Best Friends for Frances

Frances Elkins arrived by post on Monday, swaddled in brown paper, and promptly changed my life.  It may be a week, a month, a year of Elkins, but for now, here is the dining room of Mr. and Mrs. Kersey Coates Reed, Lake Forest, Illinois, 1929.  This room came up last week (and you can see the later version of the room here) and many readers referred to the room as Elkins originally designed it.

The hidden door and the camouflage screen are both there, but indeed, no chandelier (and certainly not two) and then there are the wonderful bamboo chairs.  And, yes, if Mrs. Elkins sat next to me on a plane, I do think we would be friends.

Image from Frances Elkins Interior Design by Stephen M. Salny; photography by Luis Medina.

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10 thoughts on “Best Friends for Frances

  1. OH , I would hope it would be a three seater……Ms Elkins in the middle. There might be a muzzle involved. It would only be used on me!

    and……You would ask her polite questions……and I would listen…….and not talk………..(because of the muzzle)

    The woman was so brilliant… is the author of that book……he also wrote a book about her brother; David Adler…the best architect…….arguably of the century!


    I met him at the Pacific Design center…… at West week a few years ago……..before the r word……which is really the d word…..and the design center is going to become an office building…..

    OH well……we decorators are happy to have jobs!


  2. I wrote the best comment……it disappeared. I will write more in a few days.

    this is a perfect example of the difference between McMansions……and lovely houses…..the "Look at ME and Be impressed!!"

    and the understated elegance of that dining room with the bamboo furniture to keep it down….keep it comfortable…..

    that antique Chinese hand-painted wallpaper today is worth millions……and, could a client afford it…..I would still pair it with understated bamboo dining chairs……

    Her brilliance cannot be overstated! and they both got it! Her brother David Adler…..and she!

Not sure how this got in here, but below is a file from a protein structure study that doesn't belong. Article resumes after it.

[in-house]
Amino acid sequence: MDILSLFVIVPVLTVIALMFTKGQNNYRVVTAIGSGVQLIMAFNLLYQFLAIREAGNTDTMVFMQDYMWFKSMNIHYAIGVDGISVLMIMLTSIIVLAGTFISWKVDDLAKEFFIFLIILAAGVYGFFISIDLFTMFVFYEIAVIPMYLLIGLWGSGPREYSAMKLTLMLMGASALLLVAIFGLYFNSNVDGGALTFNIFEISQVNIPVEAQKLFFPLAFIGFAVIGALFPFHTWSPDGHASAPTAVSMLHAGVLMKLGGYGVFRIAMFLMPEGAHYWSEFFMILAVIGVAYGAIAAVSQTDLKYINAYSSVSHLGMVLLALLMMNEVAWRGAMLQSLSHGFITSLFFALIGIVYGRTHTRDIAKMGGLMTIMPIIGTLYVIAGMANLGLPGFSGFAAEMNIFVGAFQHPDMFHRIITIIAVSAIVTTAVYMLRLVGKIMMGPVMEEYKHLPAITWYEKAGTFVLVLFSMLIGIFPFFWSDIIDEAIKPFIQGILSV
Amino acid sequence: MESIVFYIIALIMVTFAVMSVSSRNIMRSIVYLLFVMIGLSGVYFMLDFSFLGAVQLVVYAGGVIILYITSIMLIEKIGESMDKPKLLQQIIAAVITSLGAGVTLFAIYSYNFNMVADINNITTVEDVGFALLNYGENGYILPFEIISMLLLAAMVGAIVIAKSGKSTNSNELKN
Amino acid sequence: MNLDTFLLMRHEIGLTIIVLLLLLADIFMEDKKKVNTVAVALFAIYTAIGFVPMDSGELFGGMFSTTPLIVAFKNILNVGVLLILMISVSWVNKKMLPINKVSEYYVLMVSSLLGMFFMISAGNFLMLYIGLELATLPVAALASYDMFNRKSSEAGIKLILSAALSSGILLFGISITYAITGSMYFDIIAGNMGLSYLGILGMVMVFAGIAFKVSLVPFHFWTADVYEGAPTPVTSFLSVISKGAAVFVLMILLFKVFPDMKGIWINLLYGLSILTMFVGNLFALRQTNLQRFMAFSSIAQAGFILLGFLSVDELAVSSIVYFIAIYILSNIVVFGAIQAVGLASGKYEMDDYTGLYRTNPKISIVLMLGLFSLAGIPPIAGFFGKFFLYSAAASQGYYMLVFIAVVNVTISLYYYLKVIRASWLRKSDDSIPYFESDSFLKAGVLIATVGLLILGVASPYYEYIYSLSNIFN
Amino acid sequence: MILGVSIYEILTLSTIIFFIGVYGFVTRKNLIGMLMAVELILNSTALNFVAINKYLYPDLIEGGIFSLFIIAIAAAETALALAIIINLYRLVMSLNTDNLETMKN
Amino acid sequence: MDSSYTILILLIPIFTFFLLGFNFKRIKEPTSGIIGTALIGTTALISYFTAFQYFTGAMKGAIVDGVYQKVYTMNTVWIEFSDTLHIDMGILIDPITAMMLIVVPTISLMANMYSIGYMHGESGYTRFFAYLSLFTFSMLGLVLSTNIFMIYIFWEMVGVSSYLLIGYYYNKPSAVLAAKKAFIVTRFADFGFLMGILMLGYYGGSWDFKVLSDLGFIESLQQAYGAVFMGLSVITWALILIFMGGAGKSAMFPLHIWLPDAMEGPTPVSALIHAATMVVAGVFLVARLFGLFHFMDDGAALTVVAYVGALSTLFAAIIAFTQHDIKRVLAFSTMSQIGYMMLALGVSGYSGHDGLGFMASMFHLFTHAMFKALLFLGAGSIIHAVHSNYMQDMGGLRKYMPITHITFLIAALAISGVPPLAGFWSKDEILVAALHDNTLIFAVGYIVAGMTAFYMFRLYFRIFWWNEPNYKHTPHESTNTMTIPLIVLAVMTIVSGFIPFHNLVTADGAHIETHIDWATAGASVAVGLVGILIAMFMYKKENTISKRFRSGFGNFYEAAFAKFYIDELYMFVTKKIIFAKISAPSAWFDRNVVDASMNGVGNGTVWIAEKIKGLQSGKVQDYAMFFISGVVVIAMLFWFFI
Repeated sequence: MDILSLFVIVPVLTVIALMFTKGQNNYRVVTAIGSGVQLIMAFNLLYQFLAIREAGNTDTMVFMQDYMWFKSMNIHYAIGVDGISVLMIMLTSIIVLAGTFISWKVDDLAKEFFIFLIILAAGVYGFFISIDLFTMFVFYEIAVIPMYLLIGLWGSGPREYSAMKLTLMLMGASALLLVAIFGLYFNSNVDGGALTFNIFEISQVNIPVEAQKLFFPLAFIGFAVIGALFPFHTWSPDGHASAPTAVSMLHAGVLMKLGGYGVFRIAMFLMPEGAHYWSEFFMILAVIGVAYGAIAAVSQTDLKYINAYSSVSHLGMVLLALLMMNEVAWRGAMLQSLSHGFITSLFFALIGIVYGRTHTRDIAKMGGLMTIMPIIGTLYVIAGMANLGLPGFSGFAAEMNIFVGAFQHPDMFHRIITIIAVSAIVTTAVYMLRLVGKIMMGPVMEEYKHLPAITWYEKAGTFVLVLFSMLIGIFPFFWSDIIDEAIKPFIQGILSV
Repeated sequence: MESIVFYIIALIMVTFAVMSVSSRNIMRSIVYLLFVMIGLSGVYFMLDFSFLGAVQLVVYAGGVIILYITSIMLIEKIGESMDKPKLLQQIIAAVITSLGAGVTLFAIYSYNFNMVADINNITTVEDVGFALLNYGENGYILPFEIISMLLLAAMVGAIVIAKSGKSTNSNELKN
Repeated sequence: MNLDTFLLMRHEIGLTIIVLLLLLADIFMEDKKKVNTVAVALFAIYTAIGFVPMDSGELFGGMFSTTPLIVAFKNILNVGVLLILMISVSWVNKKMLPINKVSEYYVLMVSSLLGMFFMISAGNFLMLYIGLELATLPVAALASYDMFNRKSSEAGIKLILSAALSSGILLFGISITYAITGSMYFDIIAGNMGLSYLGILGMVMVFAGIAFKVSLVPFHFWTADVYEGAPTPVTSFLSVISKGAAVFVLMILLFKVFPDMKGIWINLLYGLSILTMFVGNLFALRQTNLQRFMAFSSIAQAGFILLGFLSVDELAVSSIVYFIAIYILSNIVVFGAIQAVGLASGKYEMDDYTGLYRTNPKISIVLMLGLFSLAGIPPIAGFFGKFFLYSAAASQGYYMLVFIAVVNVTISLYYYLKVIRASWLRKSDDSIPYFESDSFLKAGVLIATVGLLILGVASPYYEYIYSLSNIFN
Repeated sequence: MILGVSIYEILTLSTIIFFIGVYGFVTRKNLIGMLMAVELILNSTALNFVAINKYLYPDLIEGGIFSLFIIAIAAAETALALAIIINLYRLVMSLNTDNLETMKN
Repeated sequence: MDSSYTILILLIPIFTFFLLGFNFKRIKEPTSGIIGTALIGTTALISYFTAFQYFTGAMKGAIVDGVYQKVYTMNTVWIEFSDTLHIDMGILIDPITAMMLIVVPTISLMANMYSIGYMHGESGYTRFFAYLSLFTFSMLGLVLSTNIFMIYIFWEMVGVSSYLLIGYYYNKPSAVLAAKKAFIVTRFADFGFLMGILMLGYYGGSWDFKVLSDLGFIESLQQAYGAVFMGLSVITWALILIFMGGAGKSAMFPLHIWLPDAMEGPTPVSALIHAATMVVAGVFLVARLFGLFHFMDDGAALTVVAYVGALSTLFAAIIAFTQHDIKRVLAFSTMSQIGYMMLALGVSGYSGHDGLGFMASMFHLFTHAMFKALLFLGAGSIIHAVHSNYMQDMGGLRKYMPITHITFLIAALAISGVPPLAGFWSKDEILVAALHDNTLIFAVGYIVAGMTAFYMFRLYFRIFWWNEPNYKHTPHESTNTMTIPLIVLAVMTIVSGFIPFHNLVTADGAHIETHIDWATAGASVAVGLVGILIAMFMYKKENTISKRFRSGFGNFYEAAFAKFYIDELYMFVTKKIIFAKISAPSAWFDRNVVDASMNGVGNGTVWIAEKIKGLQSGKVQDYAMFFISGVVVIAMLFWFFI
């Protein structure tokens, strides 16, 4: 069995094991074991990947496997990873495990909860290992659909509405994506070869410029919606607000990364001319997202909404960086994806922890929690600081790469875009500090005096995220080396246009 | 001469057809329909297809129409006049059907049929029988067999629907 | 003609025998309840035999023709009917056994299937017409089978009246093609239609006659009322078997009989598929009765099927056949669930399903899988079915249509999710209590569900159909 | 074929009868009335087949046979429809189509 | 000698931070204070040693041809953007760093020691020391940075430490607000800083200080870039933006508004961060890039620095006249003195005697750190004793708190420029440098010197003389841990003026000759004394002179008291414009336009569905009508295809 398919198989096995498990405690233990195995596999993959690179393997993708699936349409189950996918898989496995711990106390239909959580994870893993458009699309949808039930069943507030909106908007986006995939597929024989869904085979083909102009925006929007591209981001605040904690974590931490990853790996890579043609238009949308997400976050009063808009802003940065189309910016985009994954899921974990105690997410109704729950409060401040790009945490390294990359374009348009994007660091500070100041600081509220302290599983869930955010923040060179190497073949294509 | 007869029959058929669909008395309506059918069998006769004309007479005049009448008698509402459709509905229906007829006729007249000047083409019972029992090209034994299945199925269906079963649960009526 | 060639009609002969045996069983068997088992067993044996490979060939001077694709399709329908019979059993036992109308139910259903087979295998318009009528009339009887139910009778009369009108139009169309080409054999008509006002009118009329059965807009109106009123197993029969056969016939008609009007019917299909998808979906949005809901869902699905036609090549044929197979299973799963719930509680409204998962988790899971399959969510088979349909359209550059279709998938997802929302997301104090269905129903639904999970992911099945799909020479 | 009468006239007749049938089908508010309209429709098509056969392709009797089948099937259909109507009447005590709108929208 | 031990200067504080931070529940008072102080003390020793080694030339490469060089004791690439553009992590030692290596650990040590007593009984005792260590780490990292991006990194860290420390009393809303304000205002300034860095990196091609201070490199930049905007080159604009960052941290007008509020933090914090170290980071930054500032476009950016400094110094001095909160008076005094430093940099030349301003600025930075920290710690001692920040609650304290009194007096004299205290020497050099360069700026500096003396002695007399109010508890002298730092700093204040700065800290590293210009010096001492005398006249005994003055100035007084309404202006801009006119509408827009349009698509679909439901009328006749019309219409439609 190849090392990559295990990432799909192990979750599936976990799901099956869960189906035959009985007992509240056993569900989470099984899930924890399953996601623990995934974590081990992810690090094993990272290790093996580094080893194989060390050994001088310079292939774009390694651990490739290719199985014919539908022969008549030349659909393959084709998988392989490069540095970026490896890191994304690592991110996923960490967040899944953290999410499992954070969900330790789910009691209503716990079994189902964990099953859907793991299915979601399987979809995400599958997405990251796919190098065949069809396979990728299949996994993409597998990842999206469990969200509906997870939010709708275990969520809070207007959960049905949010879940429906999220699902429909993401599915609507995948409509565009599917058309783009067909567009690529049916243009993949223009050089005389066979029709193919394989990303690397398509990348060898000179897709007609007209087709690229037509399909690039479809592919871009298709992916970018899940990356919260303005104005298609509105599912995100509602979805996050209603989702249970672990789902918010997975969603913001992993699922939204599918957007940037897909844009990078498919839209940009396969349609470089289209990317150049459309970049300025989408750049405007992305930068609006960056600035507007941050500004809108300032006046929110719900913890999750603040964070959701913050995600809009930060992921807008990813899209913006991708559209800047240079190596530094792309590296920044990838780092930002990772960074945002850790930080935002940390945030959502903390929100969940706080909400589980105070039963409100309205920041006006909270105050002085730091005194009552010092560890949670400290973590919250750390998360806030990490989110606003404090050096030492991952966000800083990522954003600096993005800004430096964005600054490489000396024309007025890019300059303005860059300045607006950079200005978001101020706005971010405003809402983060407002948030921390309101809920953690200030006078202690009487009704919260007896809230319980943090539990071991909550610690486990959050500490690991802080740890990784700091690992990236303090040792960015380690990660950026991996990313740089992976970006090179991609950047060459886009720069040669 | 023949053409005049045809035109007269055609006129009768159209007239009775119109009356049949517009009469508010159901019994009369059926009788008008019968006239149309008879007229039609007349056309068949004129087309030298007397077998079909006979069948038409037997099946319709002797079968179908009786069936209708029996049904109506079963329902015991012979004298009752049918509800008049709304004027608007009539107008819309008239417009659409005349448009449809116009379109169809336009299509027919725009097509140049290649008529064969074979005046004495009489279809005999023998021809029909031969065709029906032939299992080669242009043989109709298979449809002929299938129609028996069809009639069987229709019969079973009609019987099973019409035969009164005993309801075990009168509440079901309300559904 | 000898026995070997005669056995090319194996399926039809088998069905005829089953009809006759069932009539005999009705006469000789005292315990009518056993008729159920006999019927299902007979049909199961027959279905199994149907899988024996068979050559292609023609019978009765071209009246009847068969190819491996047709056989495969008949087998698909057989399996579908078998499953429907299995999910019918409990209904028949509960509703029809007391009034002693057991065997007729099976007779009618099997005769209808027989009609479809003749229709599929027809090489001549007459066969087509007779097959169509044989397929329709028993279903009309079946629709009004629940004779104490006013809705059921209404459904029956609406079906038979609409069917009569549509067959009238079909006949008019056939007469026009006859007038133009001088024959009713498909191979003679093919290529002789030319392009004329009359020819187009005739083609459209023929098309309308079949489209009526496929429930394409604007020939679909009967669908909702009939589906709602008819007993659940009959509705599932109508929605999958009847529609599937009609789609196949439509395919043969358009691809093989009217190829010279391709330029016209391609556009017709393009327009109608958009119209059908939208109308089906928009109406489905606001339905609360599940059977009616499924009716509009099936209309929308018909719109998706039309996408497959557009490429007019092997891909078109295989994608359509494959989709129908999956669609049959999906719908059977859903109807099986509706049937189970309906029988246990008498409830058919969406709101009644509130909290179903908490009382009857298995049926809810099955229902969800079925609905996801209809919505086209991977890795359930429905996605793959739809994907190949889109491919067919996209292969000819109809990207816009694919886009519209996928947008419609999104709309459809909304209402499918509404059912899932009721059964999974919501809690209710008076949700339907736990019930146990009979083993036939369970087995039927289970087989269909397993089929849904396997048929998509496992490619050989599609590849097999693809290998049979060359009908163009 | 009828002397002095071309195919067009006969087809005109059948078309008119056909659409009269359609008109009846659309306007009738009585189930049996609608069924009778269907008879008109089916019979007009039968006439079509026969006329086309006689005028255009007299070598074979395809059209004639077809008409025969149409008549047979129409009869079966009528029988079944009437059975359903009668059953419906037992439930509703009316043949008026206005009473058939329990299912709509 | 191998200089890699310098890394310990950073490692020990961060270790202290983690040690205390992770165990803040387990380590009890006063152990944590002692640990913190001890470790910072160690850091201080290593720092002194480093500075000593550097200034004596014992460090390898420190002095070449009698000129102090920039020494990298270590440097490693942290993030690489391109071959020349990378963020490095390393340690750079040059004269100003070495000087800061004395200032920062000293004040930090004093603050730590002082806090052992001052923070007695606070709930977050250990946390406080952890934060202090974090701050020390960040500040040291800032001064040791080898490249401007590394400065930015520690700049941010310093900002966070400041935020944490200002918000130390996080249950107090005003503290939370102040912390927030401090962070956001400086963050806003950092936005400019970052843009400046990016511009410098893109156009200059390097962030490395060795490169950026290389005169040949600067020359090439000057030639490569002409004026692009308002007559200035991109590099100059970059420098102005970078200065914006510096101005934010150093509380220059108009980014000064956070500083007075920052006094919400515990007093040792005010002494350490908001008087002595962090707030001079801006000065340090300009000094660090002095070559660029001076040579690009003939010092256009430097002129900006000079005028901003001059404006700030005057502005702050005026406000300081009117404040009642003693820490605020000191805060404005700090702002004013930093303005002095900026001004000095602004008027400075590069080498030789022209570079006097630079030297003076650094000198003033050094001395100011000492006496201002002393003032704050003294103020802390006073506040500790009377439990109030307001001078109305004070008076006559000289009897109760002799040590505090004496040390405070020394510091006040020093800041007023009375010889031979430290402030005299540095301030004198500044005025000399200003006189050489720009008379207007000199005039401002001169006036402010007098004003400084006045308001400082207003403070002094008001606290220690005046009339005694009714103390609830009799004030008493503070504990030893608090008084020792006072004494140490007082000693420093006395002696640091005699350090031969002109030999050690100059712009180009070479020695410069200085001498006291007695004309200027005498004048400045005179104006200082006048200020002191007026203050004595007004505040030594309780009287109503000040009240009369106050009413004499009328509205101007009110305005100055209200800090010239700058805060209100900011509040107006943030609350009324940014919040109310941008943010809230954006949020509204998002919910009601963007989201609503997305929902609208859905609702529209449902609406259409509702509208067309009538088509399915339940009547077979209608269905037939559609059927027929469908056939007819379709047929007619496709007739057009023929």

So glad Steven Salny wrote the books about them!


  3. And those are definitely some very impressive chandeliers. But the simplicity of the first edition with the great bamboo chairs allows the wall paper to be front and center–love! Mary

  4. Thank you for sharing both images. So interesting to see the differences. I think the bamboo chairs look close to the color of the new chairs you brought home this week. Hmmm…

    Who wouldn't want to eat bread & jam with Frances in the space? Or run away and hide under the dining room table in this room?

    I will admit, I don't hate the chandelier.

  5. Hard to believe that was 1929. Is that a sculptured rug? The bamboo must have been daring those days, unless you could see water from the room. Ann

  6. You always have the best tricks up your sleeve… how totally interesting! I love this room. I love those walls! They need so little to finish the room…

  7. Penny – it is a great book – more next week. And, yes, the three of us on a plane would be a blast. Champagne is a must.

    Mary and Emily – she did use similar chandeliers in other projects – though the absence here does put the focus on the walls. Which I love.

    Nutbird – it is a sculptured rug and yes, I do think the chairs were quite daring. In fact, so much of what we think of as given now are due to her daring.

  8. That sculptured rug is by the very great Marian Dorn, who was among the brilliant and creative designers that Elkins used. This photo, incidentally, was commissioned by Mrs. Coates' grandson, Peter Reed of MOMA, after her death, to record the house before it was dismantled, and though a little stiffly styled, it shows exactly that sometimes, it's not what you put in a room, but what you leave out…

    oh, those bone colored T'ang horses! And oh that rug….

    This, the silver leafed guest room, and the leather walled library are as good as rooms get.

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